The lineup of Cheerios flavors continues to grow. The newest addition is called simply Cheerios Protein, which comes in two versions — Cinnamon Almond, and Oats & Honey.

With General Mills showing disappointing sales, the company is clearly trying to figure out ways to attract more customers. Chief executive officer Ken Powell told Reuters: “Consumers today are seeking more protein at breakfast and we are responding.”

But do Americans really need more protein?

While protein deficiency is a serious problem in other parts of the world, in this country it’s generally not a major concern. In fact, a recent study concluded that too much protein could be a long-term health risk. One of the researchers, USC professor Valter Longo, told The Washington Post: “The great majority of Americans could reduce their protein intake. The best change would be to lower the daily intake of all proteins, but especially animal-derived proteins.”]

Figuring out exactly how much protein we need apparently is a tricky business. Even the brainiacs at the Harvard School of Public Health are wishy-washy on the topic. They recommend that adults each day consume eight grams of protein for every 20 pounds of body weight, or 10 to 35 percent of daily calories, but “beyond that, there’s relatively little solid information on the ideal amount of protein in the diet.”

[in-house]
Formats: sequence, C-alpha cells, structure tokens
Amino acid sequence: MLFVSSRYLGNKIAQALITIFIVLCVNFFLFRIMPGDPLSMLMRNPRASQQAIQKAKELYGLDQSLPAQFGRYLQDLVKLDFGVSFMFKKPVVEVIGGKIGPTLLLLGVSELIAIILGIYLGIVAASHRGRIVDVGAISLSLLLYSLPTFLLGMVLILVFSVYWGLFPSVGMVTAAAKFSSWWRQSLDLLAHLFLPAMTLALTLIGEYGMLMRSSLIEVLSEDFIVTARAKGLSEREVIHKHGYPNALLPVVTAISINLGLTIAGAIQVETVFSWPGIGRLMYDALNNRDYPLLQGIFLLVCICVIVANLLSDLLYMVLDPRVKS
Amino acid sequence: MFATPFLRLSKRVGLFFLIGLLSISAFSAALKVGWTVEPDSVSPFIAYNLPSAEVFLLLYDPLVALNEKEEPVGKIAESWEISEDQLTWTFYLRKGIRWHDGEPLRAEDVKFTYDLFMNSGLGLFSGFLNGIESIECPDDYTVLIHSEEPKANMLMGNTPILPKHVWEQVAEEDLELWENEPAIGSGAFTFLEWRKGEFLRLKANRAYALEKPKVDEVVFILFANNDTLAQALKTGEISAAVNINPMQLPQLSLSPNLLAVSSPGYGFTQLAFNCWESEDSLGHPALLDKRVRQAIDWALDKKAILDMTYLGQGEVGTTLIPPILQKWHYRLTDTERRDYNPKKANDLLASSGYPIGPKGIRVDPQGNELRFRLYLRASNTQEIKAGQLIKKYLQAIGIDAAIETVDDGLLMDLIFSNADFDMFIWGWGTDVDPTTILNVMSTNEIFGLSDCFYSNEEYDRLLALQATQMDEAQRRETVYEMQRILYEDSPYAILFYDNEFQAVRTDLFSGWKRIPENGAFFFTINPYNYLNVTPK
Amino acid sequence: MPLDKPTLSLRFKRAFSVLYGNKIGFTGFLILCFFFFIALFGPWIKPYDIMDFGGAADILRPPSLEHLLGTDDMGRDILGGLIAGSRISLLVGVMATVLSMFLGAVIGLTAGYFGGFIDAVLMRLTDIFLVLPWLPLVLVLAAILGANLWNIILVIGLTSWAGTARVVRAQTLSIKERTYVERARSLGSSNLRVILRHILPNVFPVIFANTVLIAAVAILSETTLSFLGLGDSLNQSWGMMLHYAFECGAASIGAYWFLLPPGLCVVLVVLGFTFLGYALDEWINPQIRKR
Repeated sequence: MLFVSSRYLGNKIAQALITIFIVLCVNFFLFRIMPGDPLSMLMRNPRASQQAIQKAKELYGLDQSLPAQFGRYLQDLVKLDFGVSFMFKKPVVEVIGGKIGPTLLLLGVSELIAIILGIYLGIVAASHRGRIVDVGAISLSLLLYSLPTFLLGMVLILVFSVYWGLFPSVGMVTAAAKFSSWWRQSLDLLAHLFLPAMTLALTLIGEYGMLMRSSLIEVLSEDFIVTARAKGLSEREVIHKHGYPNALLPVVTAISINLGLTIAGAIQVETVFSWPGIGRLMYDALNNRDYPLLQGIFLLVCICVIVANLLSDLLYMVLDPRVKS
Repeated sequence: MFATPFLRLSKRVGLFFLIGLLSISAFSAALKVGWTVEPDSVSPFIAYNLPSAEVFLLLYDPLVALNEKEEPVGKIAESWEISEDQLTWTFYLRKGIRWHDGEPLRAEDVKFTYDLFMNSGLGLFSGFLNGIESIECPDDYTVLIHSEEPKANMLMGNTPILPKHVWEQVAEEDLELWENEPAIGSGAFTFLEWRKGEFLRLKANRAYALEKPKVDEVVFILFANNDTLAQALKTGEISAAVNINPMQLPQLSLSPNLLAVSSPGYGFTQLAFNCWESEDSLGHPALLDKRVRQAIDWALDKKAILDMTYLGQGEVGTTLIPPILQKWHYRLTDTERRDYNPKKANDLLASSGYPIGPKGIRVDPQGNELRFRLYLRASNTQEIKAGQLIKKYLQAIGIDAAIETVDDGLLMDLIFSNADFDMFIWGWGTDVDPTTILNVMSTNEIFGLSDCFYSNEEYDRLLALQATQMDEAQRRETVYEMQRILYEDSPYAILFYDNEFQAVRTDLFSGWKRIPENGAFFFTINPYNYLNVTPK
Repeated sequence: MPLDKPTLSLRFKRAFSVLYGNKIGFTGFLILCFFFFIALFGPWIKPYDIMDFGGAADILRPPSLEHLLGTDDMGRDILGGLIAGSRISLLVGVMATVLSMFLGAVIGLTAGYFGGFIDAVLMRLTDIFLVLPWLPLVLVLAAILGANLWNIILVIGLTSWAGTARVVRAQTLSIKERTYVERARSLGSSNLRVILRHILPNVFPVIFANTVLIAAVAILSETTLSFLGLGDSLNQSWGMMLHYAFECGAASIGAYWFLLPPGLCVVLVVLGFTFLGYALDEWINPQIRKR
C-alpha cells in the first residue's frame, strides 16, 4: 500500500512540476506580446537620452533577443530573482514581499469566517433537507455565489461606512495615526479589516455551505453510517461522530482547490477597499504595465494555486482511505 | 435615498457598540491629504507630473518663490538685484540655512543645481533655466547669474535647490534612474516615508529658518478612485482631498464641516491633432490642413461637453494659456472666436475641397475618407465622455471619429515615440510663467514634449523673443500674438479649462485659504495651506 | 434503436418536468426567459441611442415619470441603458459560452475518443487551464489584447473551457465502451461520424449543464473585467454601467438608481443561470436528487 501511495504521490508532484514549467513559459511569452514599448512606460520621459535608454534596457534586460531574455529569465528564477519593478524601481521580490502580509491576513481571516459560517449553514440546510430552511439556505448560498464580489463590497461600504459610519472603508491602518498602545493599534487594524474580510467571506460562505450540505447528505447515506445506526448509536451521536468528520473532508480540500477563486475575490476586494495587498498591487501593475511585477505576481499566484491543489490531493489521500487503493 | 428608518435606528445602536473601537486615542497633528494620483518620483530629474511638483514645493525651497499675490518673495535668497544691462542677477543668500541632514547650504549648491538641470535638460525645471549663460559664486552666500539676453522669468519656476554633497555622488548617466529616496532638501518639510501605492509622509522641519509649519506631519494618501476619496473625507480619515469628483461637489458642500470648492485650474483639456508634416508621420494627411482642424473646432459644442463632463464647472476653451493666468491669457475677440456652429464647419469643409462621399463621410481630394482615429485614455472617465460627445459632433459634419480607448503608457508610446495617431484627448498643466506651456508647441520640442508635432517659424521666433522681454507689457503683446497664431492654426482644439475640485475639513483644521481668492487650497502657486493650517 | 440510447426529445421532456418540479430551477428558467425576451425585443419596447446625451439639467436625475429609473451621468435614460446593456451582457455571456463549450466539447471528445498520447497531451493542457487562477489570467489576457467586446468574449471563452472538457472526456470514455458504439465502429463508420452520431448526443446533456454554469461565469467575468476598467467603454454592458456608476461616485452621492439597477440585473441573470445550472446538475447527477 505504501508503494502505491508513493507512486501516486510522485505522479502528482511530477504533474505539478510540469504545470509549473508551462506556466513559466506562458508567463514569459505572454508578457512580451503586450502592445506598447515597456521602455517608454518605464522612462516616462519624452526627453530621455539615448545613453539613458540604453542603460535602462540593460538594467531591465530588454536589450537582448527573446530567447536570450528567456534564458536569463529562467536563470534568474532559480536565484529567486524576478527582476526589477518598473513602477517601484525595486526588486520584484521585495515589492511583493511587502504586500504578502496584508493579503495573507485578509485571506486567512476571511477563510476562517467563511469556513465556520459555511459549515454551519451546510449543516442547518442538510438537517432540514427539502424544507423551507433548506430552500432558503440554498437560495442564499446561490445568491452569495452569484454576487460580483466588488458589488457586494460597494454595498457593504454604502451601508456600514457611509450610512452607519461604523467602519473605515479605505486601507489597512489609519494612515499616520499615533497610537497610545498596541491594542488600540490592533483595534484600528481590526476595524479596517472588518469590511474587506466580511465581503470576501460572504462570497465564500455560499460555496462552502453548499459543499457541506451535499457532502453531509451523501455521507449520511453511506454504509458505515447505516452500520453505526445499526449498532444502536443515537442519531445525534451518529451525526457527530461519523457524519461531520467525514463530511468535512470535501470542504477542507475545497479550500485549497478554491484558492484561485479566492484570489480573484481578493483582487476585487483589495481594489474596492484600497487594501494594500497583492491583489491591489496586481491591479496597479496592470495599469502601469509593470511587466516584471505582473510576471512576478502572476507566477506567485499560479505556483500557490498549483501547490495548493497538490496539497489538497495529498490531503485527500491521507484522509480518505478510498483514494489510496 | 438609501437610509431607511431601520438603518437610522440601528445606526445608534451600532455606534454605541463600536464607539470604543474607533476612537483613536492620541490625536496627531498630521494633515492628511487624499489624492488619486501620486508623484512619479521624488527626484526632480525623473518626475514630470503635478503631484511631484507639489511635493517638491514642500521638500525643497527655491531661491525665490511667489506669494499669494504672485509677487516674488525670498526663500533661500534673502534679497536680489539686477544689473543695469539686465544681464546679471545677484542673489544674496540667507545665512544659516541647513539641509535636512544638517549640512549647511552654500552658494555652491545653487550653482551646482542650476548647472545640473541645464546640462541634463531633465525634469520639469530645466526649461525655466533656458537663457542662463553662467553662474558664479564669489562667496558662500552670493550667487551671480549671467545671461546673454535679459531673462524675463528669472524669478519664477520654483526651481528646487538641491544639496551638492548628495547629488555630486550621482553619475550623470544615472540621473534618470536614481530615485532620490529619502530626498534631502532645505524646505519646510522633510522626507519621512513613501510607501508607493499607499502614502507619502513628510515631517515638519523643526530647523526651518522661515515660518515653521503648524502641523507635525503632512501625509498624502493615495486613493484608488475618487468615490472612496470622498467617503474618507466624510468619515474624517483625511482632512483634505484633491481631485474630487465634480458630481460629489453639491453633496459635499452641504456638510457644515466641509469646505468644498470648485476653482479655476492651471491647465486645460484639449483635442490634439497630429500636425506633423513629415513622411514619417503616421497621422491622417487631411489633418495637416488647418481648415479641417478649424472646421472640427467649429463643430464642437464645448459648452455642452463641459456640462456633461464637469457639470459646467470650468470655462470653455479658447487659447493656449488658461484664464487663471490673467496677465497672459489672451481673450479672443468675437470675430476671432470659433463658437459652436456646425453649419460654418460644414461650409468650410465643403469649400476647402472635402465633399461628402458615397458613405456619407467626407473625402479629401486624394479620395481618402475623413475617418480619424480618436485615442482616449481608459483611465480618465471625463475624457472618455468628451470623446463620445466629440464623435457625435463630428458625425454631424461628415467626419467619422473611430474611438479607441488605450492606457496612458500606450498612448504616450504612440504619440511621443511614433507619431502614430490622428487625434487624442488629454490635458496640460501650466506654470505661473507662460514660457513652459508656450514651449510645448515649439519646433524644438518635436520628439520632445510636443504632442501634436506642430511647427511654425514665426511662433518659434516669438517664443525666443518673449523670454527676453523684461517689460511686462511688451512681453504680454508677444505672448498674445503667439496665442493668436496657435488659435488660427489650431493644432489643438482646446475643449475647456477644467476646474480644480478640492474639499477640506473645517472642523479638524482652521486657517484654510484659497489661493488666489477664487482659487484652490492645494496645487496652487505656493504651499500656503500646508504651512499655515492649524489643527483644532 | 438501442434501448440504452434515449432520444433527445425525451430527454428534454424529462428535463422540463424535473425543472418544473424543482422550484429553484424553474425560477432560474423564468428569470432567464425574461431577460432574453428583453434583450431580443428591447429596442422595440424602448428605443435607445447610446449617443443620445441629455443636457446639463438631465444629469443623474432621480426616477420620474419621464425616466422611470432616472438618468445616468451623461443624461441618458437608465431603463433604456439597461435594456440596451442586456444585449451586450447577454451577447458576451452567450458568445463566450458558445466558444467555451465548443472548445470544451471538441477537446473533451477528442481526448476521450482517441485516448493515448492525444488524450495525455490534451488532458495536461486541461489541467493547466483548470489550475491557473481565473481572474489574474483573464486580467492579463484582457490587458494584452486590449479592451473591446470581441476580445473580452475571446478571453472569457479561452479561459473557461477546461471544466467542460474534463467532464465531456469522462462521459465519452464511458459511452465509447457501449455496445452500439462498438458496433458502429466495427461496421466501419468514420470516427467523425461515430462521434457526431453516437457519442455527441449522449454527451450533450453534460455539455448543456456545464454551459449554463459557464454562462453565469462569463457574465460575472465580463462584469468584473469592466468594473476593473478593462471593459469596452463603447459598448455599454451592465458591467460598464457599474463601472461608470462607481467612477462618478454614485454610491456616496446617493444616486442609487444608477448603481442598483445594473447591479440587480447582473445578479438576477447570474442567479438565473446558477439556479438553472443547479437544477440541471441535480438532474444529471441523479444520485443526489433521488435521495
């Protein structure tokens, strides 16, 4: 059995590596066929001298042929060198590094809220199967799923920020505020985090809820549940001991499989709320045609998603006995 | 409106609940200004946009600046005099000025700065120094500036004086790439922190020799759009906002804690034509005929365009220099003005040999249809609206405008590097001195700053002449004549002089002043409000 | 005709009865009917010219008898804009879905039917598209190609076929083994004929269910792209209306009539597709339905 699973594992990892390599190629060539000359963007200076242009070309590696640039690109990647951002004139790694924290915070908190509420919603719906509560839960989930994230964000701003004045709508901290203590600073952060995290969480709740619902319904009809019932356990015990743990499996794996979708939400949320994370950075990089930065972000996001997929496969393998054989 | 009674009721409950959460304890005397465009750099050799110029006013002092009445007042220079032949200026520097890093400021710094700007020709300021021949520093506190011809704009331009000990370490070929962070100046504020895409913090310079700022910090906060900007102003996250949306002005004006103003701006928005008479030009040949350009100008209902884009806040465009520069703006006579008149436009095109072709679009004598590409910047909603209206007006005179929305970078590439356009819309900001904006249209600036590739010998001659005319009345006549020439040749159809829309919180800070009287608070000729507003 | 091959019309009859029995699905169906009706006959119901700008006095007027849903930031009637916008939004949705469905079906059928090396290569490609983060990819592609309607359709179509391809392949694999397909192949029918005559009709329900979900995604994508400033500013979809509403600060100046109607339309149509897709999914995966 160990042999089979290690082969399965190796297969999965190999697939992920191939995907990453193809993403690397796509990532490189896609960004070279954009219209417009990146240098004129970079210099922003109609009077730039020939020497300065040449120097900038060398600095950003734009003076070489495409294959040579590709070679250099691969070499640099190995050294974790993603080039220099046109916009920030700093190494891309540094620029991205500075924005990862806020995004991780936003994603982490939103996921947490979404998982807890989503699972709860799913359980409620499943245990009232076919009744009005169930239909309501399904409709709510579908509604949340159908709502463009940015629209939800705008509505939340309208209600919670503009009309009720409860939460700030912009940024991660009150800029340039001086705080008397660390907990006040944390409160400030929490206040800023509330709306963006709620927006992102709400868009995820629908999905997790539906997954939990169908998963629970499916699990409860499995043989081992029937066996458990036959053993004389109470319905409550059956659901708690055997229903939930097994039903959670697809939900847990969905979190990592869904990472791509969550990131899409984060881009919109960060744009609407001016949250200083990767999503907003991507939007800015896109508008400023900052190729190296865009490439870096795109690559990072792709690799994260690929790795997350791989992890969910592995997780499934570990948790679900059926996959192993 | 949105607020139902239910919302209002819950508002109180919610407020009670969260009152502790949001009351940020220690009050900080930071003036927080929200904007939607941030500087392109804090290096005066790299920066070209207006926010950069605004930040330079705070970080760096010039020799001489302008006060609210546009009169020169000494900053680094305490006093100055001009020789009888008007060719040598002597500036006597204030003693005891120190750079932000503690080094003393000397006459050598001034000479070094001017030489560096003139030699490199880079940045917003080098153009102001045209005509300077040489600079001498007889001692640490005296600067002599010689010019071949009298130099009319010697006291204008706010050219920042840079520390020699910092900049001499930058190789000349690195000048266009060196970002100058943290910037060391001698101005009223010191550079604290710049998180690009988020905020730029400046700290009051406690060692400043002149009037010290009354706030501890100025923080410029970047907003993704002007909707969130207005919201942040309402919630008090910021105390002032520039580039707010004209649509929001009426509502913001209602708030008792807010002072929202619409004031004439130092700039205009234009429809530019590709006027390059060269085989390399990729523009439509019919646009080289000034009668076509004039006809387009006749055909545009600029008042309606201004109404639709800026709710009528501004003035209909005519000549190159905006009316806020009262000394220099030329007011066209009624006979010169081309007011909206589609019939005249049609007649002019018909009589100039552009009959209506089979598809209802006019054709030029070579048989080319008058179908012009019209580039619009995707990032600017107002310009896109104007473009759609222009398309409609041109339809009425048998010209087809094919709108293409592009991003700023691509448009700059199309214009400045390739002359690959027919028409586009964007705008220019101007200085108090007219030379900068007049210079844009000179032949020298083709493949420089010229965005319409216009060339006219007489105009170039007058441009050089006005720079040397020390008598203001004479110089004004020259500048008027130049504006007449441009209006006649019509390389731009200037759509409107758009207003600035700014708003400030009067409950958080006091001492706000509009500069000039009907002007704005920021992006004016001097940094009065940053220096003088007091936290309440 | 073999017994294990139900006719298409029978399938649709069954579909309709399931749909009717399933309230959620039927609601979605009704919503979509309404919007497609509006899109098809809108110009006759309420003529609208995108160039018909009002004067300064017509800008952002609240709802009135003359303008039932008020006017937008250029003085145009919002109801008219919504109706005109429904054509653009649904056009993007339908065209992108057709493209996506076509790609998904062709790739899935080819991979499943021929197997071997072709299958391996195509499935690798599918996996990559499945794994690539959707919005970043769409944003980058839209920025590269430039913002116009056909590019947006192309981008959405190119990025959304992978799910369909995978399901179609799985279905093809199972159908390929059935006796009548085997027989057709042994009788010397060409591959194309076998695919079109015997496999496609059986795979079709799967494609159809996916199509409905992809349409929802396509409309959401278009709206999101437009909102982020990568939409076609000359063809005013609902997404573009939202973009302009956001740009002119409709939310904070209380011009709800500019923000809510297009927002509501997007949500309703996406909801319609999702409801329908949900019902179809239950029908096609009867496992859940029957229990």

The Harvard report also pointed out that some high-protein foods are more healthful than others because of “what comes along with the protein.”

Which brings us back to the new Cheerios. What comes along with the seven grams of protein per serving of dry cereal? How about added sugar, salt and calories. While a serving of regular Cheerios has only one gram of sugar, a serving of oats and honey Protein has 17 grams of sweetener and cinnamon almond has 16 grams. To put those numbers in perspective, that’s more sugar than you find in a Krispy Kreme glazed doughnut. The new flavors also have double the sodium of classic Cheerios and about 100 more calories per serving.

The Protein boxes have a list of 25-plus ingredients. Included are a couple of surprises: In the oats and honey flavor, there are lentils. And in cinnamon almond, oil of rosemary is added “to preserve freshness.”

One other oddity is the serving size – with regular Cheerios, it’s one cup. With the Protein varieties, a serving is considered 1¼ cup. This bigger measurement allows the front of the box to brag that a serving with milk contains 11 grams of protein. (In comparison, the smaller serving of regular Cheerios with milk provides about seven grams of protein.)

Regular Cheerios now carries the assurance that the cereal is “not made with genetically modified ingredients.” No such disclaimer appears on the boxes of the Protein cereals.

We’ll end on a positive note. If you like sweetened cereals, you’ll probably enjoy the pleasant taste and crunch of both Cheerios Protein flavors. You also might enjoy a doughnut and a glass of milk.

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